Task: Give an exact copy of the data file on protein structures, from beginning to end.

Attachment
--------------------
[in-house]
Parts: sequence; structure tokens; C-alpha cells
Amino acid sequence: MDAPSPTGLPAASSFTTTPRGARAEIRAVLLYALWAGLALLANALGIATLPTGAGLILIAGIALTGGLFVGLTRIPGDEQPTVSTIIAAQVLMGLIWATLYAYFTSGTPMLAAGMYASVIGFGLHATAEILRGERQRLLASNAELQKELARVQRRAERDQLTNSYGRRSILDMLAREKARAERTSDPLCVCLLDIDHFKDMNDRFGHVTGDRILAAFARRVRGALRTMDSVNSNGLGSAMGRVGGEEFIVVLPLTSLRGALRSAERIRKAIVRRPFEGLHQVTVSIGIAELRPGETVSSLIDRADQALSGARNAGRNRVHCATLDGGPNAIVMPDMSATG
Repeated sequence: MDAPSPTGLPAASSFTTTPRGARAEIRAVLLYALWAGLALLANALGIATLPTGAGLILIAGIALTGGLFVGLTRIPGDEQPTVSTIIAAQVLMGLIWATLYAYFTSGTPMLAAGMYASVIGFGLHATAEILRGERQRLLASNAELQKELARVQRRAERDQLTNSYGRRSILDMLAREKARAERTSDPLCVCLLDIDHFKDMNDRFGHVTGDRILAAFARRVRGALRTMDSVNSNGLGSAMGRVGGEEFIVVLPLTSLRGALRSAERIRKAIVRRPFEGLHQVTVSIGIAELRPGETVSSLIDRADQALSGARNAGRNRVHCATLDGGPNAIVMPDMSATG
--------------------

[in-house]
Parts: sequence; structure tokens; C-alpha cells
Amino acid sequence: MDAPSPTGLPAASSFTTTPRGARAEIRAVLLYALWAGLALLANALGIATLPTGAGLILIAGIALTGGLFVGLTRIPGDEQPTVSTIIAAQVLMGLIWATLYAYFTSGTPMLAAGMYASVIGFGLHATAEILRGERQRLLASNAELQKELARVQRRAERDQLTNSYGRRSILDMLAREKARAERTSDPLCVCLLDIDHFKDMNDRFGHVTGDRILAAFARRVRGALRTMDSVNSNGLGSAMGRVGGEEFIVVLPLTSLRGALRSAERIRKAIVRRPFEGLHQVTVSIGIAELRPGETVSSLIDRADQALSGARNAGRNRVHCATLDGGPNAIVMPDMSATG
Repeated sequence: MDAPSPTGLPAASSFTTTPRGARAEIRAVLLYALWAGLALLANALGIATLPTGAGLILIAGIALTGGLFVGLTRIPGDEQPTVSTIIAAQVLMGLIWATLYAYFTSGTPMLAAGMYASVIGFGLHATAEILRGERQRLLASNAELQKELARVQRRAERDQLTNSYGRRSILDMLAREKARAERTSDPLCVCLLDIDHFKDMNDRFGHVTGDRILAAFARRVRGALRTMDSVNSNGLGSAMGRVGGEEFIVVLPLTSLRGALRSAERIRKAIVRRPFEGLHQVTVSIGIAELRPGETVSSLIDRADQALSGARNAGRNRVHCATLDGGPNAIVMPDMSATG